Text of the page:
Poll finds 54 per cent would now chose to remain in EU

Biggest poll conducted since EU referendum finds 54 per cent would now chose to stay in bloc – but most don’t mind if Brexit means Northern Ireland leaving the UK

  • Survey of 20,000, largest since 2016 referendum, found swing away from Leave
  • Respondents would now back staying in the EU by 54 per cent to 46 per cent
  • The findings could help sway the mood of Labour MPs in backing May’s Brexit 

Voters believe Brexit will bring immigration under control but hit them in the pocket – and 54 per cent now back Remain, a major poll has found.

The survey of 20,000, the largest since the 2016 referendum, found a swing away from Leave, with respondents saying they would now back staying in the EU by 54 per cent to 46 per cent. The referendum saw 52 per cent vote Leave.

Survation’s poll for Channel 4 News found support for Brexit has declined sharply in some constituencies which were staunchly pro-Leave two years ago. Researchers found the number of local authority areas backing Brexit has fallen from 262 in the referendum to 157 today. The number backing Remain has risen from 116 to 221.

The results of the Survation poll of 20,000 for Channel 4 News are shown in this graphic

Double-digit falls in support for Brexit were recorded in a string of seats in Labour’s heartlands, including Wigan, Stoke-on-Trent and Middlesbrough.

The findings could help sway the mood of Labour MPs as they consider whether to back Theresa May’s Brexit deal or join the campaign for a second referendum.


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The poll did not, however, find conclusive backing for yet another vote. Some 43 per cent said they would support a referendum that pitted a final Brexit deal against remaining in the EU – but this was opposed by 37 per cent.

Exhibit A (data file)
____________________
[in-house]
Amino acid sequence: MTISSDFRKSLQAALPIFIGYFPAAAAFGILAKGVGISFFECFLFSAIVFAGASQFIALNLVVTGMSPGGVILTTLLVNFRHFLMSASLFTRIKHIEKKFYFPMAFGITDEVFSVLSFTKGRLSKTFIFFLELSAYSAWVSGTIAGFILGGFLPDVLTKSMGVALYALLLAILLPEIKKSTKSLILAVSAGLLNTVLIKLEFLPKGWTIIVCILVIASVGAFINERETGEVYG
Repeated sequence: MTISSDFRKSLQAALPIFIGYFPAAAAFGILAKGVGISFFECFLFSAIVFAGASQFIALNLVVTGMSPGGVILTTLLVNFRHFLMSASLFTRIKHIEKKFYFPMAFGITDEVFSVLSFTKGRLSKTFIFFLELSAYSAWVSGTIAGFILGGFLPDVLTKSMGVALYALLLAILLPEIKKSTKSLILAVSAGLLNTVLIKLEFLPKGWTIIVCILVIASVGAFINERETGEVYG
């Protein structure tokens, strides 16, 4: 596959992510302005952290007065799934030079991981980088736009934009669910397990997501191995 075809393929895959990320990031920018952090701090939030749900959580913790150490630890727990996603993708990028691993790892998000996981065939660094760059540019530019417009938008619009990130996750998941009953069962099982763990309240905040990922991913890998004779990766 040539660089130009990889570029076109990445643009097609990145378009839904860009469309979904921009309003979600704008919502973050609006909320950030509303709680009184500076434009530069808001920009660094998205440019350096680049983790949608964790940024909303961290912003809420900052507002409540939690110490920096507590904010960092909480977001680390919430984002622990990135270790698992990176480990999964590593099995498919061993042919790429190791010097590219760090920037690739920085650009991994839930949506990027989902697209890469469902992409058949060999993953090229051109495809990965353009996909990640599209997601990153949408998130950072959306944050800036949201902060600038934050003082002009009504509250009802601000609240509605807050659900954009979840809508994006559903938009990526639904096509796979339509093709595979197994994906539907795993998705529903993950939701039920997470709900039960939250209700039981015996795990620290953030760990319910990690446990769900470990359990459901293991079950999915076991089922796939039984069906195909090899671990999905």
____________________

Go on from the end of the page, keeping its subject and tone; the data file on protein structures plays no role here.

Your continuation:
Fewer than one in six (16 per cent) believe Brexit will be good for their own finances, with 38 per cent braced for a negative impact.

Prime Minister Theresa May (pictured here at an ASEM leaders group summit in Brussels last months) is still trying to secure a final Brexit deal with the European Union

Respondents were more bullish on the economy as a whole, with 31 per cent predicting Brexit would be good for UK plc – although almost half (44 per cent) said our break from Brussels would be bad for Britain’s bottom line.

Four in ten said leaving the EU would be good for levels of immigration, while more than a third said they would not be concerned if Northern Ireland left the United Kingdom. 

Justice Secretary David Gauke last night said: ‘We are at the end of a negotiation, in a period where there is a lot of uncertainty. I am not at all surprised there has been a swing to Remain. If we get a deal there could be a swing back to Leave.’ 

Labour’s shadow international trade secretary Barry Gardiner said he was ‘heartened’ by the responses to Survation, which conducted its poll online across every constituency in the UK between October 20 and November 2. 

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